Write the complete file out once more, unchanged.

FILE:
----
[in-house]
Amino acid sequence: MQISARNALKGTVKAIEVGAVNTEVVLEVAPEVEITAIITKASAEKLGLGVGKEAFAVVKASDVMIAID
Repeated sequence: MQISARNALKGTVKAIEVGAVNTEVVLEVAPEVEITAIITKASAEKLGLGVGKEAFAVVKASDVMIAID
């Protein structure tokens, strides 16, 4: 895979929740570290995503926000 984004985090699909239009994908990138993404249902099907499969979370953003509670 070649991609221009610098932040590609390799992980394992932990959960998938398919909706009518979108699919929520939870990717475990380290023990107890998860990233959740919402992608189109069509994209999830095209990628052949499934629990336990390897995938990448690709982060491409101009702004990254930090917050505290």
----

[in-house]
Amino acid sequence: MQISARNALKGTVKAIEVGAVNTEVVLEVAPEVEITAIITKASAEKLGLGVGKEAFAVVKASDVMIAID
Repeated sequence: MQISARNALKGTVKAIEVGAVNTEVVLEVAPEVEITAIITKASAEKLGLGVGKEAFAVVKASDVMIAID
């Protein structure tokens, strides 16, 4: 895979929740570290995503926000 984004985090699909239009994908990138993404249902099907499969979370953003509670 070649991609221009610098932040590609390799992980394992932990959960998938398919909706009518979108699919929520939870990717475990380290023990107890998860990233959740919402992608189109069509994209999830095209990628052949499934629990336990390897995938990448690709982060491409101009702004990254930090917050505290």